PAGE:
Monkeys v. robots

Danish. A selfie taken by a monkey and a comic book drawn by AI clash in a historic copyright case. In deciding whether art created by AI image generators can be awarded copyright, the USPTO is drawing on a surprising legal precedent: the case of Naruto, a crested macaque who took some excellent selfies. As the courts ruled, Naruto is to be seen as his own artistic entity and not merely a tool used by the photographer David Slater, who orchestrated the selfies, meaning that the copyright was void, since Slater was not the author of the picture. But will that conclusion also apply to AI?

“Aber versus robotter” (“Monkeys v. Robots”), Weekendavisen (6 January 2023). Link.

A very Freudian reading

Danish. For a New Year’s rundown of Danish literary events in 2022, I wrote about “the year’s most Freudian reading experience.” Being the child of two authors has many blessings, as well as a few notable downsides. Among the latter is having to read sex scenes written by your parents. A particularly confounding example of this came earlier this year, when my mother published a description of the feeling she experienced when I was conceived, meaning that I ended up reading about my father’s sperm – sperm that was, in some odd way, me.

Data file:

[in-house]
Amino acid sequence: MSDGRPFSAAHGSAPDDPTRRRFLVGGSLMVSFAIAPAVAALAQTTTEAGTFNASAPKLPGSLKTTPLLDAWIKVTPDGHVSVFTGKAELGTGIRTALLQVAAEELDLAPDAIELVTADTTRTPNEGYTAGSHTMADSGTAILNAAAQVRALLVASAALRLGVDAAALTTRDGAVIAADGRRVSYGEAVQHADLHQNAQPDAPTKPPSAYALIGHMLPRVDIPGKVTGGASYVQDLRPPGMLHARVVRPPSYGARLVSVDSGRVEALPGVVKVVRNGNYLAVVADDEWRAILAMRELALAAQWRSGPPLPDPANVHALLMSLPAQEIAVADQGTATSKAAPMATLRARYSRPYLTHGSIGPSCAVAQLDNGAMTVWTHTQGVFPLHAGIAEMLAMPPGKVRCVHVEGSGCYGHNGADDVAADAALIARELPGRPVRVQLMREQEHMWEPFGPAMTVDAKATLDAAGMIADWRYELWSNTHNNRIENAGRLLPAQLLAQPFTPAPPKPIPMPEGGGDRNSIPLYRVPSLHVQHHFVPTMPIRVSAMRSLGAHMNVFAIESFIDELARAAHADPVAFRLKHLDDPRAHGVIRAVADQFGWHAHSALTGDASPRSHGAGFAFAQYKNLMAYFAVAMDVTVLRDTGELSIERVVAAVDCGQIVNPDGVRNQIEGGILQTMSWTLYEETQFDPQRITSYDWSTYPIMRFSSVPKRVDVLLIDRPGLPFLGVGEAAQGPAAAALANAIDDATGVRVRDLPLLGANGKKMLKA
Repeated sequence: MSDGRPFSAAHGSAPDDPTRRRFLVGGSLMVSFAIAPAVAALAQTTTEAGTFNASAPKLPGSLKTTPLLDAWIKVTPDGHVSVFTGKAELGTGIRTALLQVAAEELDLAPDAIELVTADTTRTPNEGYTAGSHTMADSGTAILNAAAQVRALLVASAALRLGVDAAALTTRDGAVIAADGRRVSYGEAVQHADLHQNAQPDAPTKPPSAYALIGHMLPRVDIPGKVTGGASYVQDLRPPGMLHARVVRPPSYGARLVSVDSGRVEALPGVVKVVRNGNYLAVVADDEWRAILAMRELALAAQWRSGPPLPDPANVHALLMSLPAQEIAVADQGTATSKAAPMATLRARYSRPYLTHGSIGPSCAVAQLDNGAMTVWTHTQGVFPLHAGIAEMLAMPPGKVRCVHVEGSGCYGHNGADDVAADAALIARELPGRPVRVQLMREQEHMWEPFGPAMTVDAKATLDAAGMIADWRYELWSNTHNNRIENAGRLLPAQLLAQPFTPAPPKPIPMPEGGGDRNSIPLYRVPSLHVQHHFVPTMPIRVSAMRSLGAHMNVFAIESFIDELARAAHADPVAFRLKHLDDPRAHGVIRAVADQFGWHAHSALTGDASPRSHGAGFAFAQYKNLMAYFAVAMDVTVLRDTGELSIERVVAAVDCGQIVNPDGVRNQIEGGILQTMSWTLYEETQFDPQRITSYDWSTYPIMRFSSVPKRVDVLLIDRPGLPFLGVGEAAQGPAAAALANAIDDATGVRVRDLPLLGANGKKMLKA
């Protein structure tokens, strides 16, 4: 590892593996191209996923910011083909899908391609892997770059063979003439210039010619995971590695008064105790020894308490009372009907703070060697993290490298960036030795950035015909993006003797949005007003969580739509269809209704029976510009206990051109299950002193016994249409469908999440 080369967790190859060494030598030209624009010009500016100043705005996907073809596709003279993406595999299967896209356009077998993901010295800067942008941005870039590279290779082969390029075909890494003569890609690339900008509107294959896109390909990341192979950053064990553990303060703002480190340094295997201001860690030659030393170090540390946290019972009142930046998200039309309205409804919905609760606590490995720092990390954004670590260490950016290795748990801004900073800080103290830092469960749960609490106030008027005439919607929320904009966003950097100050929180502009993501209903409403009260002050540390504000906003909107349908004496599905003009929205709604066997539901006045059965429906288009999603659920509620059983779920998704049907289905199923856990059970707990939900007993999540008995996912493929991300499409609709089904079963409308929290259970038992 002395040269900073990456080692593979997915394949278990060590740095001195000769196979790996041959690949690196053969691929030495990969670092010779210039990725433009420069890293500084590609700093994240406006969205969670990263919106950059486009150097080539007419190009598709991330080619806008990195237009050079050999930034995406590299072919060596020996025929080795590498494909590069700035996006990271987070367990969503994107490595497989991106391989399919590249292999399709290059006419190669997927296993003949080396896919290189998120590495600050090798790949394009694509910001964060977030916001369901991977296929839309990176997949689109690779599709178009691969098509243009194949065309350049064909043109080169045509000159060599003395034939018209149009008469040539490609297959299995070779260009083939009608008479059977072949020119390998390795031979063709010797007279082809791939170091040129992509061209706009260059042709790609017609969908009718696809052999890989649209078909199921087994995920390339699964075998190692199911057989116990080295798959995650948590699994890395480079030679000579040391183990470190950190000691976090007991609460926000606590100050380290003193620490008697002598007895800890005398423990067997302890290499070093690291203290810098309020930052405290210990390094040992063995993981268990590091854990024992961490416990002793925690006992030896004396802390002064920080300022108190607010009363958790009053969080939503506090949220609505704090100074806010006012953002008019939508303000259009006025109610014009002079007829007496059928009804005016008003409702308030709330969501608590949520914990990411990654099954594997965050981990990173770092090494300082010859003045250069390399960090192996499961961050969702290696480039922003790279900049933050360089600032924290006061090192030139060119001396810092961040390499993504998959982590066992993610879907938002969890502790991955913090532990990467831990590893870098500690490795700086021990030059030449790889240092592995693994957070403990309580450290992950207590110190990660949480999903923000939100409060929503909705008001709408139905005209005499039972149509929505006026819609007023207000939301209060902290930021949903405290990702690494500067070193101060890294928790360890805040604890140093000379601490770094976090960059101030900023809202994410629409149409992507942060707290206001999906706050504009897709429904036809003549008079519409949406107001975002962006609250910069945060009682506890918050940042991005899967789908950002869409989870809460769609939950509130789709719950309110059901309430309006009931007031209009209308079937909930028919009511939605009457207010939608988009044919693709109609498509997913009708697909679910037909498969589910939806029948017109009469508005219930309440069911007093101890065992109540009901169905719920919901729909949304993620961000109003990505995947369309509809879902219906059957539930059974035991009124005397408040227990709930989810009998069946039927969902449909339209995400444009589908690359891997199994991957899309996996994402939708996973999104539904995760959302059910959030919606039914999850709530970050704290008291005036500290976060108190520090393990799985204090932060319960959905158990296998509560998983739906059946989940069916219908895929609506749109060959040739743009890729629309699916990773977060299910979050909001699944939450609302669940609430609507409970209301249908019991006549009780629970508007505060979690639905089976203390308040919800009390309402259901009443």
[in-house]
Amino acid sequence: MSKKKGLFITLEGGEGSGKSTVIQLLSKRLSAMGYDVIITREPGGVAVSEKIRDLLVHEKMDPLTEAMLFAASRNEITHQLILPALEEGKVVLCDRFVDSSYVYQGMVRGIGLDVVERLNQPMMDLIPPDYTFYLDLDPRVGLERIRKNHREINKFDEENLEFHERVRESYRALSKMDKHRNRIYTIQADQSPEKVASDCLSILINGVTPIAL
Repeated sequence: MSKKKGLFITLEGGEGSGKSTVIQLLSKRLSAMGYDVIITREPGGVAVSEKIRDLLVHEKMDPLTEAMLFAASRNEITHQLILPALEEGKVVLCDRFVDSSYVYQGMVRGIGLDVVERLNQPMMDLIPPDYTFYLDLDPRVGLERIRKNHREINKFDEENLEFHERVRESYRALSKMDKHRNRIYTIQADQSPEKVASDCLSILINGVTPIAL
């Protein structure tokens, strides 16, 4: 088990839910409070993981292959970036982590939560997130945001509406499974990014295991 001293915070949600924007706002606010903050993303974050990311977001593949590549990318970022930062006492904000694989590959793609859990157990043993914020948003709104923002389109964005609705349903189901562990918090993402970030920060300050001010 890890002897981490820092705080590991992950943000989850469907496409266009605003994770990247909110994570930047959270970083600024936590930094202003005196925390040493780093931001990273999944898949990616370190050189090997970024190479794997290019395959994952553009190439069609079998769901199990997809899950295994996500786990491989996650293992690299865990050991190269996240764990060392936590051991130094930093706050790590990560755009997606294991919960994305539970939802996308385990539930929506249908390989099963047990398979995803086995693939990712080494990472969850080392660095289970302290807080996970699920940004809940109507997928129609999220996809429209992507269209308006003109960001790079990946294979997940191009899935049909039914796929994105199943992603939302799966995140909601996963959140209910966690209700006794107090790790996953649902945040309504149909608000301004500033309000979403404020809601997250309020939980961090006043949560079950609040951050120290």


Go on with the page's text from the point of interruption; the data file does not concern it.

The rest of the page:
“Årets mest freudianske læseoplevelse” (“The year’s most Freudian reading experience”), Weekendavisen (30 December 2022). Link.

In search of lost crime

Danish. The article traces the forgotten origins of crime fiction in medieval Persia. Crime fiction as we know it today consists of two fused elements: crimes and clues, typically in the form of a murder and a series of material remains whose meaning is revealed by a hyper-intelligent detective. It is the latter’s history that I follow in this article, using the surprising etymology of the word “serendipity” as my own clue and tracing a journey from England through France, Italy, Armenia, Iran, and India to a surprising destination. The article was written in response to my mother’s essay about Agatha Christie.

“På sporet af krimien” (“In search of lost crime”), Weekendavisen (23 December 2022). Link.

What is philology?

The article proposes a new definition of philology as a systematic engagement with crises of reading, focused on the difficulties that prevent readers from gaining access to or drawing meaning from a given text, all the way from scrubbed signs to obscure ontologies. Responding to two recent interventions in the field—Philology by James Turner and World Philology by Sheldon Pollock, Benjamin Elman, and Ku-ming Kevin Chang—the article explores the practices, history, and current state of philology.

“What is philology? From crises of reading to comparative reflections.” Poetics Today ,vol. 43, no. 4 (December 2022): 611–637.

Thoughtfully thoughtless

Danish. In my ninth entry for Weekendavisens lexicon, I draw on Peter Adamson’s Don’t Think for Yourself to explore the concept of taqlid from Arabic philosophy, theology, and jurisprudence. Taqlid refers to a thoughtless reliance on the words of others, as opposed to ijtihad, thinking and examining for oneself. Medieval Arabic thinkers recognized that taqlid was a fact of life: one cannot investigate every topic oneself, so for most topics, we must rely on expert opinion. But in the current political climate, the question of when and how this reliance on experts is justified has become particularly pressing.